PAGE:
Faulty and sub-standard breast implants have sparked a global health scare.
The aptly punned "PIP Show" by artist Camille Lorin, which opens late on Saturday, comes just days after France launched a high-profile trial against five managers from the PIP company who stand accused of using sub-standard, industrial-grade silicone implants.
An estimated 300,000 women in 65 countries are believed to have received the implants, which some health authorities say are twice as likely to rupture as other brands.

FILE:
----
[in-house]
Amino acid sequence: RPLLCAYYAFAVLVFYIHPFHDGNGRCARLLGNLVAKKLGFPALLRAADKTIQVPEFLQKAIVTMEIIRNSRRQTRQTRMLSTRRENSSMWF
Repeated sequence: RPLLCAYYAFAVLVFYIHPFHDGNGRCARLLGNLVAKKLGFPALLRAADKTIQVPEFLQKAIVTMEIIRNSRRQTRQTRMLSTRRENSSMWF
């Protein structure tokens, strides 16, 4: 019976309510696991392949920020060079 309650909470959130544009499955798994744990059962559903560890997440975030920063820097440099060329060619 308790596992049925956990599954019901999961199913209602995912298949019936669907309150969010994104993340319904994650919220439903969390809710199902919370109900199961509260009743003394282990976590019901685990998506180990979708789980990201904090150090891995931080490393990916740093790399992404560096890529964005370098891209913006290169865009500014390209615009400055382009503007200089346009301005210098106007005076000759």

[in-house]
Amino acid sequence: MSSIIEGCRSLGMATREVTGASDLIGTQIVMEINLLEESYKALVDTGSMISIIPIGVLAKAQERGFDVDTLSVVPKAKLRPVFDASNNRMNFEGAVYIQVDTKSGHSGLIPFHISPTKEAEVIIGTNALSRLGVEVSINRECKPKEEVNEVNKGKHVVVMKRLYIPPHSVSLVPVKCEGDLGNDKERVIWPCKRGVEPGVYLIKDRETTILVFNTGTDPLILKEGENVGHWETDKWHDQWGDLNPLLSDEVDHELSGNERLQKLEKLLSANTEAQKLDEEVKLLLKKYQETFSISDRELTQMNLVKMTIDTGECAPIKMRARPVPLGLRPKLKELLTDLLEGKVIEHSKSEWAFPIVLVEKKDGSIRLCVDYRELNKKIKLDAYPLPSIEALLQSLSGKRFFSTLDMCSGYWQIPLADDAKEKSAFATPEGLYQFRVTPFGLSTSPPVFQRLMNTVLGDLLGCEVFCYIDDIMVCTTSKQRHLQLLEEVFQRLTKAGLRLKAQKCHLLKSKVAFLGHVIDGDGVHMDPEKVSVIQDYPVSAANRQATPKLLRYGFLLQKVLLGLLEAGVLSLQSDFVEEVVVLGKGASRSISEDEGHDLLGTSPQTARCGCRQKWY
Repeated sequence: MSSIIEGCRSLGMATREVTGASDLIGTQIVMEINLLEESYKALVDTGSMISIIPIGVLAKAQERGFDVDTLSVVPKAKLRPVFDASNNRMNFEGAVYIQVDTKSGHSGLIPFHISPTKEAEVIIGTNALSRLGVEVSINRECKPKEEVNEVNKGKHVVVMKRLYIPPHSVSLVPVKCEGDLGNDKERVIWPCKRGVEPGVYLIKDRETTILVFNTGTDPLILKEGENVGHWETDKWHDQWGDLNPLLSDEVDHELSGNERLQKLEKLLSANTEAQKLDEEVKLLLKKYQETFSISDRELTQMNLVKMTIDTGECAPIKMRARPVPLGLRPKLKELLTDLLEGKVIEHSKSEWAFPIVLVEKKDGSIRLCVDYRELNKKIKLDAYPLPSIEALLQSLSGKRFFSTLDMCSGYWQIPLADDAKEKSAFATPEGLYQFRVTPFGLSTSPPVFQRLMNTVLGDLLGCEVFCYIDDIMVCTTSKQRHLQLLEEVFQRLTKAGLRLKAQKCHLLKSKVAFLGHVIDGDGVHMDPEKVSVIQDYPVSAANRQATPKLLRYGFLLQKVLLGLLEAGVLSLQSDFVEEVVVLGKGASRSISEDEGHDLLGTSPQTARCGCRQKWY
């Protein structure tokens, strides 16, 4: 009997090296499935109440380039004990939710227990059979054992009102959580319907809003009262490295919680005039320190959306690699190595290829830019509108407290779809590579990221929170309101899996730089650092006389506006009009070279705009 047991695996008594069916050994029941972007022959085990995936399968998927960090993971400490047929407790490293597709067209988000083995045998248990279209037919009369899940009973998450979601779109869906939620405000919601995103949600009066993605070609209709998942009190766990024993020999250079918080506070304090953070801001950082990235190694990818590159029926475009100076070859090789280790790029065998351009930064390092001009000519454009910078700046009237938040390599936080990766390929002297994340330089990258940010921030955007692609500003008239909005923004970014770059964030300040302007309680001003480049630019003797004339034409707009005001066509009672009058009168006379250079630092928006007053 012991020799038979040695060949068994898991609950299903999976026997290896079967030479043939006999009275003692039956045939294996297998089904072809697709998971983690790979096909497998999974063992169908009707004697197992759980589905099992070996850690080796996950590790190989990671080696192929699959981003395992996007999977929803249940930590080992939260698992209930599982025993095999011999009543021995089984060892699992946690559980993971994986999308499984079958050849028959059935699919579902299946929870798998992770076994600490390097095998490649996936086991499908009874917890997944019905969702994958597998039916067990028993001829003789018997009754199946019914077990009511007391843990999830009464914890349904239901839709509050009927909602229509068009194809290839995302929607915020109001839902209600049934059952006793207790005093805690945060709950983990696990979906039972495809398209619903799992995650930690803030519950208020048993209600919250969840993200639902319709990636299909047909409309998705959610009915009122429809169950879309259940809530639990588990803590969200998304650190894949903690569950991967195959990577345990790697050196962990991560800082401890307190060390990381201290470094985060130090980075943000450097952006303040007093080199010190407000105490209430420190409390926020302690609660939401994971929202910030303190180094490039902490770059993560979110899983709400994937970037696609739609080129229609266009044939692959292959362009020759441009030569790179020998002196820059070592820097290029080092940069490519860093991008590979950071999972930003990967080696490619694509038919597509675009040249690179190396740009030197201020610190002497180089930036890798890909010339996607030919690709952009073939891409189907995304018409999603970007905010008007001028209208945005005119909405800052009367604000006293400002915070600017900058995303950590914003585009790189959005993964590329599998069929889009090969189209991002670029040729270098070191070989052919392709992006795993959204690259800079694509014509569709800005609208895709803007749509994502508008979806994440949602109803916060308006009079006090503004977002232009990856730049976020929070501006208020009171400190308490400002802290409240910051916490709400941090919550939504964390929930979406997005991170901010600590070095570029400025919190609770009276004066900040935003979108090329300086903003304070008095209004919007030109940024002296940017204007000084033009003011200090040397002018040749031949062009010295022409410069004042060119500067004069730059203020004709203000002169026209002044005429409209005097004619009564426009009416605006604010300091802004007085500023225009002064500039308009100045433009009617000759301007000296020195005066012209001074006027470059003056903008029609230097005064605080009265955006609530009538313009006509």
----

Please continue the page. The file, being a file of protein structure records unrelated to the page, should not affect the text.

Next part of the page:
Each implant, glowing like an orb in the show's eery blue light, threatens to tear through the fine stocking, which is stretched almost to breaking point.
"Hold-ups represent femininity and yet are something fragile which can break," Lorin said, reflecting on the ruptures suffered by women with faulty implants, 5,000 of whom are registered as plaintiffs in the case against the executives from the now-defunct PIP.
She added that her focus was "not really the trial or the scandal" but on the pressures to have cosmetic surgery.
Handling the silicone was "quite complicated", said the 32-year-old.
"It's actually quite something to manipulate the implants, it brings up questions that are sensitive and private".